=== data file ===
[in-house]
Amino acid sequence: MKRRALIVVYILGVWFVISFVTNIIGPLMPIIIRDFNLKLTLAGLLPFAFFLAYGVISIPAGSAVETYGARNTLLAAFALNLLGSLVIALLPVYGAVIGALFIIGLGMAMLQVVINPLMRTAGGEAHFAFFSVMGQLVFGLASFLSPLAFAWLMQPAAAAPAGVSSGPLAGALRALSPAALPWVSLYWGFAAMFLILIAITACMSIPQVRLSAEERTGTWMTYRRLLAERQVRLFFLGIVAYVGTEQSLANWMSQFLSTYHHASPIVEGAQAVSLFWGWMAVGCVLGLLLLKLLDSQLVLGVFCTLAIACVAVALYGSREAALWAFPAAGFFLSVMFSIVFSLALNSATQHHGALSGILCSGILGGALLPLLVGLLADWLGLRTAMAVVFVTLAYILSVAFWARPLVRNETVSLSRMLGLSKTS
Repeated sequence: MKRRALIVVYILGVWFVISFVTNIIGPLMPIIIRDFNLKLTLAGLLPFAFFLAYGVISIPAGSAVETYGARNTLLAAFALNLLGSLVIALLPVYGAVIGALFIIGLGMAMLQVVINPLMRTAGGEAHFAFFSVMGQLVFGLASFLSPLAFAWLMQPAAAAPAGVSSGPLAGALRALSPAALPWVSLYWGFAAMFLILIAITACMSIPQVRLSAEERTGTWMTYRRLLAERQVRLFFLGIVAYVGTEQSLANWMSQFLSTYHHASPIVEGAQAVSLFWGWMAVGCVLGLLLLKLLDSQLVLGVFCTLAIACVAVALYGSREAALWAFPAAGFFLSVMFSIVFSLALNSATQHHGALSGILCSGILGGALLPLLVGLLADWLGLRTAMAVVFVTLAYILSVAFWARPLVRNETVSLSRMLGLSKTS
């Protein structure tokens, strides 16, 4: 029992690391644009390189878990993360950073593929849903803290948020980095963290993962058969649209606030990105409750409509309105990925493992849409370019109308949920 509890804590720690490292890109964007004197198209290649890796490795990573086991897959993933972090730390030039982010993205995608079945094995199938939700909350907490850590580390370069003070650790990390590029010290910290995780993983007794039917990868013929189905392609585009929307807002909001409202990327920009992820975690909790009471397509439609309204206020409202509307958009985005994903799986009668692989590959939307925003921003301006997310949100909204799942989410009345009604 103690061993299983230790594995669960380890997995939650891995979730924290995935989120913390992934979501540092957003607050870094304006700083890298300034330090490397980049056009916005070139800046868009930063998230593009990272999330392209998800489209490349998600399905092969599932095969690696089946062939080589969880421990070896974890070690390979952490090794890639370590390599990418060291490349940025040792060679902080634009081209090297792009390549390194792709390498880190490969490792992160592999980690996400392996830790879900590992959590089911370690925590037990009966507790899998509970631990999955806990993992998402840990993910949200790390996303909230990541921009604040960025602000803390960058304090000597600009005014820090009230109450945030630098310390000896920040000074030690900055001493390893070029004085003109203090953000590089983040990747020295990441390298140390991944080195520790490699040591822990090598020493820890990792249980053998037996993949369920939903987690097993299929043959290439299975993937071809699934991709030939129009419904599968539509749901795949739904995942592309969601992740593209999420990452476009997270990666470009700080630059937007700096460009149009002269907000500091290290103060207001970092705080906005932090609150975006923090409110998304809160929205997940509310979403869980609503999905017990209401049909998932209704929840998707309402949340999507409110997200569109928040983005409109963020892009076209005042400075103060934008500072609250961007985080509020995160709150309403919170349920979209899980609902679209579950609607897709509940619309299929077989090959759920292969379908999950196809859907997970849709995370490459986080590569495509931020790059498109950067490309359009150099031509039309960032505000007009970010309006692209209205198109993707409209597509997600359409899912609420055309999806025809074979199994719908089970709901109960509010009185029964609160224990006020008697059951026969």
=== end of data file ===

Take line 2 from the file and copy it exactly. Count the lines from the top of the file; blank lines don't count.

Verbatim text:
Amino acid sequence: MKRRALIVVYILGVWFVISFVTNIIGPLMPIIIRDFNLKLTLAGLLPFAFFLAYGVISIPAGSAVETYGARNTLLAAFALNLLGSLVIALLPVYGAVIGALFIIGLGMAMLQVVINPLMRTAGGEAHFAFFSVMGQLVFGLASFLSPLAFAWLMQPAAAAPAGVSSGPLAGALRALSPAALPWVSLYWGFAAMFLILIAITACMSIPQVRLSAEERTGTWMTYRRLLAERQVRLFFLGIVAYVGTEQSLANWMSQFLSTYHHASPIVEGAQAVSLFWGWMAVGCVLGLLLLKLLDSQLVLGVFCTLAIACVAVALYGSREAALWAFPAAGFFLSVMFSIVFSLALNSATQHHGALSGILCSGILGGALLPLLVGLLADWLGLRTAMAVVFVTLAYILSVAFWARPLVRNETVSLSRMLGLSKTS